Or Lechner makes a second appearance at the UK think-tank Institute for Government (IFG) ’Data Bites’ event
With only 8 minutes to present and 8 minutes to answer questions, following the pattern of ’8 bits in a byte’, Or Lechner, Bright Data CEO, joined 3 other organization representatives, and event chair, Gavin Freeguard, associate at the Institute for Government, highlighting how to ’get things done with data in government’.
Or began by talking about the data-driven economy, revealing that 4.66 billion people are using the internet (as of January 2021). That’s close to 60% of the world’s population, with close to 70% of the data generated being public. However, despite being the world’s biggest network, the internet is not transparent. He used the ’highway’ analogy, where instead of every car seeing the same billboard on the motorway, on the internet each user sees a different tailored ad, showing the need for Bright Data’s services to get a clearer look at the internet. Or spoke about how over 30 use cases are in place for public web data currently, including market research & analysis, product development & innovation, public sentiment, and even sports deals data.
Or also addressed some of the misconceptions around data. If you think of the word ’data’ you probably automatically think of personal, private data. However, things like prices of products, videos on YouTube, images on blogs, and news, are all public.
The Bright Initiative’s commitment to Data4Good was also shared, with 150+ organizations now part of the program, fighting global hate crimes, tackling human trafficking, and promoting cross-nation initiatives, with many new projects already in the pipeline.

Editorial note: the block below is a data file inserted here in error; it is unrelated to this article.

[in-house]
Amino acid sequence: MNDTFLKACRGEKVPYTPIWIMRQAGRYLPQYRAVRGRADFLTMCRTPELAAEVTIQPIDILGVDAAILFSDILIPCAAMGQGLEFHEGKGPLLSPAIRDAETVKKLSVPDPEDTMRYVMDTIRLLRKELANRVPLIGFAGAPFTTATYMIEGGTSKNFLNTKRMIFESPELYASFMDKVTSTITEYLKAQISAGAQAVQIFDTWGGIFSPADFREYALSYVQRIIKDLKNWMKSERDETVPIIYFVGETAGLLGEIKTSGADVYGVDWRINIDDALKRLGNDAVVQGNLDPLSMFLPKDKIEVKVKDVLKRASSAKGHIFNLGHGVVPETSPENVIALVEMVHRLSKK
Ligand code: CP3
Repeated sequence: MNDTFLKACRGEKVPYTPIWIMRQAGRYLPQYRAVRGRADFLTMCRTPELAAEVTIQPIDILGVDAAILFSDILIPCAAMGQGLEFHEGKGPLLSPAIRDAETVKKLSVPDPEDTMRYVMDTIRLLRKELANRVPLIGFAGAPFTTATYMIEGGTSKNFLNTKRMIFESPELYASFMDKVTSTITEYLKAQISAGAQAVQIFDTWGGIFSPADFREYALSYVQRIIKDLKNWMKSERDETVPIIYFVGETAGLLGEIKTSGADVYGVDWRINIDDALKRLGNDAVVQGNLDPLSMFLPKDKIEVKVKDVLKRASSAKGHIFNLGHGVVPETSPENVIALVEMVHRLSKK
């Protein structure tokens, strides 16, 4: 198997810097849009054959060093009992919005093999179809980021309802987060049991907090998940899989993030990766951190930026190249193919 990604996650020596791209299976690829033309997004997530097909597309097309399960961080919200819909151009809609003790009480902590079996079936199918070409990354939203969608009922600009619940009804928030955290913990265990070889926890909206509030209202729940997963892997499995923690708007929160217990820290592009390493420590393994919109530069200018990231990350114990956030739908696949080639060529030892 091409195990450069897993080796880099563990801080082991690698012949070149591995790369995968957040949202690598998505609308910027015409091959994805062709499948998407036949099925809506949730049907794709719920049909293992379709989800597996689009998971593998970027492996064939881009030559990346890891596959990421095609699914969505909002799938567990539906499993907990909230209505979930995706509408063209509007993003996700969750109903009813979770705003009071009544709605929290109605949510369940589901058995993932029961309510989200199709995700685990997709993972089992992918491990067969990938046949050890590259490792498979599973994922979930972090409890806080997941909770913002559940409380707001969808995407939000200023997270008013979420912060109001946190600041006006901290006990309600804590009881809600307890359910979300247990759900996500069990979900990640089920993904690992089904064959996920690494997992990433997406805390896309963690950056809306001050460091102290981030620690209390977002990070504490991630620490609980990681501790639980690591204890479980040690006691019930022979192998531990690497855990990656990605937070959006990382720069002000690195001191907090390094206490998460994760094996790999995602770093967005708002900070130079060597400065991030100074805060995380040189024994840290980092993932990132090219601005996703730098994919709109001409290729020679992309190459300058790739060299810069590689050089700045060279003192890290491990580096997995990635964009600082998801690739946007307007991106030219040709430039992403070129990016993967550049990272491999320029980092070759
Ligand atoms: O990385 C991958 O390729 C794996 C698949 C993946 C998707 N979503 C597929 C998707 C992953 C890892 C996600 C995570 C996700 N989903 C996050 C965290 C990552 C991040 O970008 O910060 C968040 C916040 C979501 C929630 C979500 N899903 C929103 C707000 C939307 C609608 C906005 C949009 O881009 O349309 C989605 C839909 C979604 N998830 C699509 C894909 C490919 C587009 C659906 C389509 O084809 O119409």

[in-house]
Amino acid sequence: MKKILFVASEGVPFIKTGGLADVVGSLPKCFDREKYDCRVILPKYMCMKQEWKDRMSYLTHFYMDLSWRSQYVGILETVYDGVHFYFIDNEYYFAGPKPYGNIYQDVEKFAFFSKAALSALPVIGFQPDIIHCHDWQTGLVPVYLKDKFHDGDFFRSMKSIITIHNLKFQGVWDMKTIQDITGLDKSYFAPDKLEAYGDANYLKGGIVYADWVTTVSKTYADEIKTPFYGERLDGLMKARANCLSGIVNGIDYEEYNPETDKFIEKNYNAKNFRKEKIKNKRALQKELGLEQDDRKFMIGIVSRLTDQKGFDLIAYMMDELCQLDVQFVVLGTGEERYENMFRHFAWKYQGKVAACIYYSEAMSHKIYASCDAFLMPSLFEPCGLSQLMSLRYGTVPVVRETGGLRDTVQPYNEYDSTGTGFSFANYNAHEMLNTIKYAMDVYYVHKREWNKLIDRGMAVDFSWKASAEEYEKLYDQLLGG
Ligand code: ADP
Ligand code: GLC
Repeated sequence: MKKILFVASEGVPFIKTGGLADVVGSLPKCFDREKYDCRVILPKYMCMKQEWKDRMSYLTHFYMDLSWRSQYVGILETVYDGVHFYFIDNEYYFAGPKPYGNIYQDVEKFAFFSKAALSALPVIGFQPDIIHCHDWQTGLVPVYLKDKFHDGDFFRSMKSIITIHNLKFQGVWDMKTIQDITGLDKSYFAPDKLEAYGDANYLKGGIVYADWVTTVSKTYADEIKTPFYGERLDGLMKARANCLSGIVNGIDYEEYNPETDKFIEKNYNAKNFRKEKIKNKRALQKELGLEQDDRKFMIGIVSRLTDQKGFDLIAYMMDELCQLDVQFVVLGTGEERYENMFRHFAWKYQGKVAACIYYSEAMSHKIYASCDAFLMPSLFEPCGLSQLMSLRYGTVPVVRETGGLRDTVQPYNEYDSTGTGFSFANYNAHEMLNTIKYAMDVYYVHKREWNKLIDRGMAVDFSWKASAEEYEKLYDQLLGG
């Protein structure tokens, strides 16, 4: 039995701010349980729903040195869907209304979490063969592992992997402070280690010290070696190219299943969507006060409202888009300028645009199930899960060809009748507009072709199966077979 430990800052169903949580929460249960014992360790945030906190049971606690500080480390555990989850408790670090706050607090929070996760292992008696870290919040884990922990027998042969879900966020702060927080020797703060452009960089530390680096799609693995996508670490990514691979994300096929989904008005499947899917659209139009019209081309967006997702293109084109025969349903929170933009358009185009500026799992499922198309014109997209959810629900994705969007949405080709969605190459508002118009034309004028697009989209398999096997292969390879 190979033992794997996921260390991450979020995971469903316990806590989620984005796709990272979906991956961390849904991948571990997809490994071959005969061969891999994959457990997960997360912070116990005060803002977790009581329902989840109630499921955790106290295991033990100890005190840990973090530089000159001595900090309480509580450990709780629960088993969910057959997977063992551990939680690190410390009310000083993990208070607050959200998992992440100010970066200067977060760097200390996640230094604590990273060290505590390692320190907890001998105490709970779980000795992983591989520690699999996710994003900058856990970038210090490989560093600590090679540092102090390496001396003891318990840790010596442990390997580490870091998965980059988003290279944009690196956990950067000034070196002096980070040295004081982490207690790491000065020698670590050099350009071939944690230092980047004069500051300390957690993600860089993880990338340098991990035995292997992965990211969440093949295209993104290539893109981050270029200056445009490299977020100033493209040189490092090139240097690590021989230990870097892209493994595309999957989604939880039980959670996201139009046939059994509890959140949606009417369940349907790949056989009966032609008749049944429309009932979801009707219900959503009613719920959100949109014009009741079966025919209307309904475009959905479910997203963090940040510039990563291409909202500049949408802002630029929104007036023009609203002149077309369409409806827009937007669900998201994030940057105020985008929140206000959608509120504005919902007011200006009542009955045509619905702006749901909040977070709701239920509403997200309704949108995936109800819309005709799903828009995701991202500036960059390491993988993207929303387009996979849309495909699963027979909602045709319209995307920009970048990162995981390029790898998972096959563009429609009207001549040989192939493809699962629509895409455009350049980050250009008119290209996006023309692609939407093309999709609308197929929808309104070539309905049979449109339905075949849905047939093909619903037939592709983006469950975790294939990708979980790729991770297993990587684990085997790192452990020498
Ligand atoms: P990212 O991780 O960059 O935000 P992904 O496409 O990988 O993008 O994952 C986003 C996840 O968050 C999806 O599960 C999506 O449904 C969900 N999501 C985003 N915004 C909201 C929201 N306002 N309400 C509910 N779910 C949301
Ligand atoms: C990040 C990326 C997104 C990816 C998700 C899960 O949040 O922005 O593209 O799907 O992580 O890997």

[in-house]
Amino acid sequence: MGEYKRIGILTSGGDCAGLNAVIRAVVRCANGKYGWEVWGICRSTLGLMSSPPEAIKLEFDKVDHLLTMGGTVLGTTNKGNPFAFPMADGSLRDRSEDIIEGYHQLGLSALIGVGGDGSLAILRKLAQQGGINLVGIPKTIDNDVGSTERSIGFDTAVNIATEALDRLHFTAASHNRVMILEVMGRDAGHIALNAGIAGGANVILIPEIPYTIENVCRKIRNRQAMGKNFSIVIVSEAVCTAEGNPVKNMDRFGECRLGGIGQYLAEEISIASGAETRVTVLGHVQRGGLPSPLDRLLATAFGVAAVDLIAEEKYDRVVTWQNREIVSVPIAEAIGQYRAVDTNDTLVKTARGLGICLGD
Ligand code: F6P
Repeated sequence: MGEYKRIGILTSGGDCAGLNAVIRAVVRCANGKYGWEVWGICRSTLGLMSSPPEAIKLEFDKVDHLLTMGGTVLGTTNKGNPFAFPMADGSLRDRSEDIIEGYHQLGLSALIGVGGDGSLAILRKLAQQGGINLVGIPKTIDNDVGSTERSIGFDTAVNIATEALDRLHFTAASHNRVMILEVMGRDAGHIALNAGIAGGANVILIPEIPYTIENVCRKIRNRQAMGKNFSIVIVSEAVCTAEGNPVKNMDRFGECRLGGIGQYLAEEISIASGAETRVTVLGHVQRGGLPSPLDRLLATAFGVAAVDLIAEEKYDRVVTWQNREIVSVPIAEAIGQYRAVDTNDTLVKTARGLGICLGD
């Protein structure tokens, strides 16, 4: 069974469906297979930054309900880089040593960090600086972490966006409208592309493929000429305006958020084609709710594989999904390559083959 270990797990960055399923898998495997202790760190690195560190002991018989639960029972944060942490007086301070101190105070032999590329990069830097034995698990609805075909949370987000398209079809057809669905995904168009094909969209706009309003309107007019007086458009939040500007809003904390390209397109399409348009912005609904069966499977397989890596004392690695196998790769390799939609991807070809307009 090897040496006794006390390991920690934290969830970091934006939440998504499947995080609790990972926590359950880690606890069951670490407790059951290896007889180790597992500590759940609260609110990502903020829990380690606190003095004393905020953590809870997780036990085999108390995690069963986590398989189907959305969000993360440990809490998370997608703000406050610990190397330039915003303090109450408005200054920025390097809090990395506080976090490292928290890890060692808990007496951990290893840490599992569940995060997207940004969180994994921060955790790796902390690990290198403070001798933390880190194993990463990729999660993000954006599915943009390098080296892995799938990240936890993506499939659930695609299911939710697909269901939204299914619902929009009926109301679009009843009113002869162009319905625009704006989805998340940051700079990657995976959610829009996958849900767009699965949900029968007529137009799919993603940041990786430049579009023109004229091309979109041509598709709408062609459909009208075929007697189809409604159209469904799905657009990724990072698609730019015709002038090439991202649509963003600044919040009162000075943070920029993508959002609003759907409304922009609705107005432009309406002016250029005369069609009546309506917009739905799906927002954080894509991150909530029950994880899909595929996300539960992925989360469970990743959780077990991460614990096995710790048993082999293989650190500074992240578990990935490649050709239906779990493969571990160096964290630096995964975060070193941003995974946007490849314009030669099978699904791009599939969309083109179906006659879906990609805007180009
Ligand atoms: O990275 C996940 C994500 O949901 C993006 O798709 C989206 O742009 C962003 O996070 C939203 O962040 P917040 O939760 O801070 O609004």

As an example of non-business data sets and an indication that web data serves multiple requirements, Or referred to ESG (environmental, social, and governance) paving the way for public web data usage to expand to non-business-related needs.
Here’s what Lechner had to say about bots:
’њWhen the need for data massively grows so does the need for the automated tools to support it. Public web data collection alongside customer service are the most popular use cases supported by bots. Bots are an advanced technology tool that are possibly the most misunderstood. They simply automate our actions and make us more efficient.
However, we need to pay attention to their regulation. Bot traffic as with other technology tools used for retrieving data needs to be regulated as the demand for data grows. We need to make sure that there is a working framework that supports it!’ќ
Ending the presentation was a summary of industry best practices:
- Data clearly addresses the most pivotal needs of our time.
- Transparency needs to be at the heart of building any data-driven economy ’“ the public demands it.
- Tools and mechanisms should be built to sift through the “data obesity world we face” and enhance transparency (control over the public’s PII).
- And lastly, all organizations should commit to responsible conduct and driving guidelines to address the different data methods and processes.
The Q&A following centered around regulation and how things like collecting too much data resulting in the website being taken down, not yet being defined. Or warned that regulation is vitally needed in this area and spoke about the work he is doing as part of the UK Government’s National Data Strategy (NDS) Forum, recognising the great work that the UK is doing.
Other Speakers included:
в—Џ Andrew Engeli ’“ UK Health Security Agency ’“ who spoke about data innovation during the pandemic and his focus on wastewater testing for COVID-19
в—Џ Bethan Charnley ’“ Head of National Data Strategy Implementation ’“ who spoke about the UK Government’s commitment to data
в—Џ Patrick Royce ’“ Department for Business, Energy, & Industrial Strategy – who showed the 2050 NetZero calculator
Watch the event here: https://www.instituteforgovernment.org.uk/events/data-bites-23
Or on YouTube at: https://www.youtube.com/watch?v=p6gIvh3Z6r0